The first of these two was conducted in Uruguay by a Purdue University biochemist named Joseph Kuc. While the FDA interprets this study as casting reasonable doubt upon the safety of stevia, Kuc himself has gone on record as saying that his results are not supportive of these claims. While the rats in the study did suffer from the effects of toxicity and from a reduction in the numbers of offspring, Kuc points out that they were fed the entire stevia plant, not just the sweet leaves. The Brazilian study involved an overly-small group of mice and suffered from a number of methodological and design flaws. The study documented only very scant information about the quantities of stevia which the mice consumed and how it was prepared. The FDA has also alluded to several South American studies which have supposedly questioned the safety of stevia, although they admit that they have never even been able to acquire copies of these studies. (It should be noted that the extensive scientific studies conducted on stevia by the Japanese have not indicated any toxicity or reproductive hazards.)135
In September of 1995, after much thankless effort on the part of many parties, the FDA finally relented by revising their 1991 Import Alert with the issuance of the Dietary Supplement Health and Education Act. Under that law, stevia was cleared for import into the U.S., providing that it only be labeled and used as a dietary supplement and not as a sweetener.136 This allows U.S. companies to use and sell stevia, but only by walking the narrow line of not implicating it in any way as a sweetener.
The official status of stevia has not changed as of the time of this article’s publication, but the future of this contentious little plant is being shaped in very exciting ways. Despite the best efforts of the establishment to hold it back, there exists something of an informal “underground” of those who seek to vindicate stevia and openly market it as a sweetener. The Price Foundation itself is playing a role in this cause, but one of the most well-known advocates is Donna Gates, author of The Body Ecology Diet. Gates openly champions the cause of stevia as a sweetener and has stated that she will go to jail, if necessary, to win the FDA’s approval. There are also some exciting possibilities brewing in Canada, where stevia may be sold as a tea but not a sweetener. A Vancouver company by the name of Royal-Sweet International is developing a stevia sweetener which they plan to export into the booming Asian market, a move which just may attract the attention of other corporate interests. Also, there has been talk of growing Canadian stevia as a cash crop, possibly even replacing Canadian tobacco.137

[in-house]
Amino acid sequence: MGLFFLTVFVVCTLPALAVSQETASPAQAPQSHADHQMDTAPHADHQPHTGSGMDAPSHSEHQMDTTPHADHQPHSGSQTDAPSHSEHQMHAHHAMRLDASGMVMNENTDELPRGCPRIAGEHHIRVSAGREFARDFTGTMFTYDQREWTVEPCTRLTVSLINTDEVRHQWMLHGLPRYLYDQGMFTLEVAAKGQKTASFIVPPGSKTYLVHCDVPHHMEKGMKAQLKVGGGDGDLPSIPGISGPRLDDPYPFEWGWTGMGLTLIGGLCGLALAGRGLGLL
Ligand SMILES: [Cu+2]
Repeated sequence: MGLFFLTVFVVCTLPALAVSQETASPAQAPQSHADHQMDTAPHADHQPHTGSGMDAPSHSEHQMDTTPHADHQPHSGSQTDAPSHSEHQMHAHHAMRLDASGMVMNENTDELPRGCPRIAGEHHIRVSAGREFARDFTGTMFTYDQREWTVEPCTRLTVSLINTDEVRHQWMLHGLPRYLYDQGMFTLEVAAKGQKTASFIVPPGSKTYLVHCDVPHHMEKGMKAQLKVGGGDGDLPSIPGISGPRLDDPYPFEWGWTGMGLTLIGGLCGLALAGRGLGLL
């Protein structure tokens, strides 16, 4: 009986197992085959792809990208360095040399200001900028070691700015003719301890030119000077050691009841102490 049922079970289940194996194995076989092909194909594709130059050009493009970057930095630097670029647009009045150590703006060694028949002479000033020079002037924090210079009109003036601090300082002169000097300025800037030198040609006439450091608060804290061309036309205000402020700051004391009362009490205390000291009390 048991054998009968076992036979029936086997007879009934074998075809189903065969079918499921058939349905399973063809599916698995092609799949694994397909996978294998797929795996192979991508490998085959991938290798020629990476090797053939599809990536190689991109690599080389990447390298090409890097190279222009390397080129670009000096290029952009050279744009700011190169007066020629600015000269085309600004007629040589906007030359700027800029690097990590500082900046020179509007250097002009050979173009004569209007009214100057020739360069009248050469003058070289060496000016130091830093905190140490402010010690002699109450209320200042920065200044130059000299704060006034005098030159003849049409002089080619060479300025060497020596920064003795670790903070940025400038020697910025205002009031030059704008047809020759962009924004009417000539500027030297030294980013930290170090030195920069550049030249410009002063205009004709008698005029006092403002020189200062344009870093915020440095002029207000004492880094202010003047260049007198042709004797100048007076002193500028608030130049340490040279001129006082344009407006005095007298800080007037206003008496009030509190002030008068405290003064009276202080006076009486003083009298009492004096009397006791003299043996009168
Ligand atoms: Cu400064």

To summarize, while we will all have to wait to see what the future holds for stevia, we should not wait to begin using it and reaping its benefits. There are currently a number of outlets through which one may acquire stevia (see www.holisticmed.com/sweet/sweet.txt ), and they vary quite a bit in taste and quality. This author’s personal favorite stevia products are available from Wisdom Natural Brands, found at www.wisdomherbs.com . For more information on stevia, the reader is advised to read the book The Stevia Story: A Tale of Incredible Sweetness & Intrigue, by Bill and Linda Bonvie and Donna Gates.
Licorice root is a substance of which virtually everyone is aware, but comparatively few people realize its sweetening properties. (Although many people equate licorice with the sweet red strips of candy called by the same name, those do not actually contain any licorice root. These candy “licorices” are typically mixtures of corn syrup, sugar, flour, margarine and artificial flavorings.) The plant of which licorice root is the root is the blue flowering pea plant, botanically known as glycyrrhiza glabra. This plant grows wild in much of southern Europe and in Asia. Licorice root has been used since ancient Egyptian times to treat upset stomachs, chest infections and coughs, and has also been used by various cultures to ward of demons and invoke mystical powers.138